1t1.year; // returns 2022
2t1.month; // 12; // 7
4t1.hour; // 3
5t1.minute; // 24
6t1.second; // 30
7t1.millisecond; // 0
8t1.microsecond; // 0
9t1.nanosecond; // 0

Other useful properties include:

  • dayOfWeek — returns 1 for Monday to 7 for Sunday
  • dayOfYear — returns 1 to 365 or 366 on leap years
  • weekOfYear — returns 1 to 52 or 53
  • daysInMonth — returns 28, 29, 30, or 31
  • daysInYear — returns 365 or 366
  • inLeapYear — returns true for a leap year or false when not

Comparing and Sorting Dates and Times

All Temporal objects have a .compare(date1, date2) method which returns:

  • 0 when date1 and date2 are the same
  • 1 when date1 occurs after date2, or
  • -1 when date1 occurs before date2

For example:

2 date1 = Temporal.Now,
3 date2 = Temporal.PlainDateTime.from('2022-05-04');
4, date2);
6// returns 1 when May 4, 2022 arrives

You can pass the compare() method as an Array sort() function to arrange dates into ascending chronological order (earliest to latest):

1const t = [
3 '2022-01-01T00:00:00+00:00[Europe/London]',
4 '2022-01-01T00:00:00+00:00[Africa/Cairo]',
5 '2022-01-01T00:00:00+00:00[America/New_York]'
7 ].map( d => Temporal.ZonedDateTime.from(d) )
8 .sort( );

Date and Time Calculations

All Temporal objects offer math methods to add(), subtract(), or round() to a duration.

You can define a duration as a Temporal.Duration object which sets a period in years, months, weeks, days, hours, minutes, seconds, milliseconds, microseconds, and nanoseconds as well as a sign for -1 negative or 1 positive durations. However, all these methods accept a duration-like value without the need to create a specific object. Examples:

1const t1 = Temporal.ZonedDateTime.from('2022-05-04T00:00:00+00:00[Europe/London]');
3// add 8 hours 59 minutes
4t1.add({ hours: 8, minutes: 59 }); // or
5t1.add(Temporal.Duration.from({ hours: 8, minutes: 59 }));
7// subtract 2 weeks
8t1.subtract({ weeks: 2 }); // or
9t1.add({ weeks: 2, sign: -1 });
11// round to nearest month
12t1.round({ smallestUnit: 'month' });

Plain dates and times can wrap so adding 24 hours to a PlainTime returns a new Temporal object with an identical value.

The until() and since() methods return a Temporal.Duration object describing the time until or since a specific date and time based on the current date/time, e.g.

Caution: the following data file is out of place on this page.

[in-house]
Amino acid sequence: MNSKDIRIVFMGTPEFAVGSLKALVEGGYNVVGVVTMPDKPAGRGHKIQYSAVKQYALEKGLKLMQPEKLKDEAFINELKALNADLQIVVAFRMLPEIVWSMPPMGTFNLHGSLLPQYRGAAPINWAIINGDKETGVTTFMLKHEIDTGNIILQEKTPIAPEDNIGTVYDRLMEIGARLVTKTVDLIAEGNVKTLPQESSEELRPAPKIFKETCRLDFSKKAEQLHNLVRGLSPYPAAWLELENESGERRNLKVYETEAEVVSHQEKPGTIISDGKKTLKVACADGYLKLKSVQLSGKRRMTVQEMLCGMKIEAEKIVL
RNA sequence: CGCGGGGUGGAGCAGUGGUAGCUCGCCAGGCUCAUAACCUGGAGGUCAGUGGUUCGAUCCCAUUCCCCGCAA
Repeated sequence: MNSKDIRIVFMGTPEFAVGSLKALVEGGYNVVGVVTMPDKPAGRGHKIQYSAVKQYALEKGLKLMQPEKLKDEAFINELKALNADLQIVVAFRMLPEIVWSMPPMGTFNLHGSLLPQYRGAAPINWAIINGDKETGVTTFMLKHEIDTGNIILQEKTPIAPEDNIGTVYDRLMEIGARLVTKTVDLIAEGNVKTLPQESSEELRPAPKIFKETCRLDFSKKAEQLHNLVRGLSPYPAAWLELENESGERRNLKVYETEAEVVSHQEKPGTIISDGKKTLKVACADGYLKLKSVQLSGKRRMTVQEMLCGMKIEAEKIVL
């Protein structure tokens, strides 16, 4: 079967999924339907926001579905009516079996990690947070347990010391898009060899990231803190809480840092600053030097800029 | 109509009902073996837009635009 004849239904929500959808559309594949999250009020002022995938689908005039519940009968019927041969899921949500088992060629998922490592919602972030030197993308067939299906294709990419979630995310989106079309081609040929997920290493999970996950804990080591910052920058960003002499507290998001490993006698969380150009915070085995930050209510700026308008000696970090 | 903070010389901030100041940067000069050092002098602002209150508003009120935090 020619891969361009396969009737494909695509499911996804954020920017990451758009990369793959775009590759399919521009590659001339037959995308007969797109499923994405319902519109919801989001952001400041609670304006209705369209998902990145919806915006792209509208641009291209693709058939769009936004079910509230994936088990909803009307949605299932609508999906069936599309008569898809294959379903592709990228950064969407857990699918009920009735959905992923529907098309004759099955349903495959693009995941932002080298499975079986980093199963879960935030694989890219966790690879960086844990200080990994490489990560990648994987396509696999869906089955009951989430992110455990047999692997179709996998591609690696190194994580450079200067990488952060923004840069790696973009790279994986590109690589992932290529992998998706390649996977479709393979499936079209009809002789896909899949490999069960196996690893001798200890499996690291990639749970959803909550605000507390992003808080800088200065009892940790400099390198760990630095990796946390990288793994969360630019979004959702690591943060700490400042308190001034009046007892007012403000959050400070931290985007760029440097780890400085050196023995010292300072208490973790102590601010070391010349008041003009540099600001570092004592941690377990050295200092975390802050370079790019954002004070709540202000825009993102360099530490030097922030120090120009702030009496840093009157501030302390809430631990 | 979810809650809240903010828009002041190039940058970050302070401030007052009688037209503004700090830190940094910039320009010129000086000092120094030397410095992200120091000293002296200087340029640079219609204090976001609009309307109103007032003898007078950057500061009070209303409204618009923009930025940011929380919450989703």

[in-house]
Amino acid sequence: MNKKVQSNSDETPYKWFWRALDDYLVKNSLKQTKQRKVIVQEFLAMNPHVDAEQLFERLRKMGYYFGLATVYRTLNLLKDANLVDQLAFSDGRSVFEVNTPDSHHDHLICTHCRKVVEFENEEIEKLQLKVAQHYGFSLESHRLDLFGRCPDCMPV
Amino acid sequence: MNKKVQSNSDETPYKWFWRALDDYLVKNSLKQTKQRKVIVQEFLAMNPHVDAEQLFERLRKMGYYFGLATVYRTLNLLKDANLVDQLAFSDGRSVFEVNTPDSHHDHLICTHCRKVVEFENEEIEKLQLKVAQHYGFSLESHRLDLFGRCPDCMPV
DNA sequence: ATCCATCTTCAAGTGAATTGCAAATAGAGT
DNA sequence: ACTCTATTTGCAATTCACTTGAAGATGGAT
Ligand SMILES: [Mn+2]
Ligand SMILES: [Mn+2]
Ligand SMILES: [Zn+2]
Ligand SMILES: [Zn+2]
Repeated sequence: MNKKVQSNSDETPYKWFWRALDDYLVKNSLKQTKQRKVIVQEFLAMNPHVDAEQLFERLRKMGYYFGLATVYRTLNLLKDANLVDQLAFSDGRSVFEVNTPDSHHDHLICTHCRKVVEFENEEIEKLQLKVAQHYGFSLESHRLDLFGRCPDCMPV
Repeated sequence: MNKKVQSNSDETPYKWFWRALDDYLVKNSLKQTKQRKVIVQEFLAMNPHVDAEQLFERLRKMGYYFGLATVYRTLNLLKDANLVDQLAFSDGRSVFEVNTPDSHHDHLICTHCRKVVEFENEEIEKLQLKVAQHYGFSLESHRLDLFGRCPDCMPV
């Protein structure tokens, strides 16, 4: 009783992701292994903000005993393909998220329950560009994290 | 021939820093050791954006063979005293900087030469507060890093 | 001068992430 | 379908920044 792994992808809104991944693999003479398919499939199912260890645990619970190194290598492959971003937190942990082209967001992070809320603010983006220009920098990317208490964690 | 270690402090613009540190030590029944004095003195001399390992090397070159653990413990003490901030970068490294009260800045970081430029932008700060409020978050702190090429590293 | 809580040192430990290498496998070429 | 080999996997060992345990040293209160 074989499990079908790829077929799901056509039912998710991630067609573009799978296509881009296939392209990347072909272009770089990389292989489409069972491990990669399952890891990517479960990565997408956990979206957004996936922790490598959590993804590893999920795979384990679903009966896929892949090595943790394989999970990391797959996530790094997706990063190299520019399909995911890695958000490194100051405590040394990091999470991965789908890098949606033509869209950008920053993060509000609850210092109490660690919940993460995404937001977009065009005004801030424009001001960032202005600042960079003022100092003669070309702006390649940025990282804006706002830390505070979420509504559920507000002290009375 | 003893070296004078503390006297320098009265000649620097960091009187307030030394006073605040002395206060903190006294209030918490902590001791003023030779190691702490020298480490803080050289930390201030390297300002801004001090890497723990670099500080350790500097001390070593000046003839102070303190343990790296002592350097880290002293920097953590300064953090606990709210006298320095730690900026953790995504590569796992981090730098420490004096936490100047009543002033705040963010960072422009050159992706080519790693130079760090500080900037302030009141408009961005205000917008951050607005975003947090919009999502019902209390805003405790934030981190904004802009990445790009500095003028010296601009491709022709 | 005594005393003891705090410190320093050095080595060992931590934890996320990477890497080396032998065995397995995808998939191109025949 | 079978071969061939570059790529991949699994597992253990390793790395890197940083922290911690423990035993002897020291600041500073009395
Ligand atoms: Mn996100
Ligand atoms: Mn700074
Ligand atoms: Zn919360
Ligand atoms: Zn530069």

1// months to t1
4// days to t2
7// weeks since t3

The equals() method also determines whether two date/time values are identical:

2 d1 = Temporal.PlainDate.from('2022-01-31');
3 d2 = Temporal.PlainDate.from('2023-01-31');
5d1.equals(d2); // false

Formatting Date and Time Strings

All Temporal objects have a string representation returned when using the .toString() method, e.g. Temporal.Now.toString():


This is not user friendly but the Internationalization API offers a better alternative with localisation options. For example:

1// define a date
2const d = new Temporal.PlainDate(2022, 3, 14);
4// US date format: 3/14/2022
5new Intl.DateTimeFormat('en-US').format(d);
7// UK date format: 14/03/2022
8new Intl.DateTimeFormat('en-GB').format(d);
10// Spanish long date format: miércoles, 14 de abril de 2022
11new Intl.DateTimeFormat('es-ES', { dateStyle: 'full' }).format(d);

This is not part of the Temporal API and there’s no guarantee the Intl (Internationalization) API will support Temporal as well as Date objects — although there would be a developer outcry if it didn’t!

Temporal Time

We’ve accepted the dodgy Date() since day one but Temporal gives JavaScript developers something to look forward to. The days of resorting to a date library are nearly over.

For further information, refer to:

  1. The Temporal proposal
  2. The Temporal documentation
  3. The Temporal cookbook examples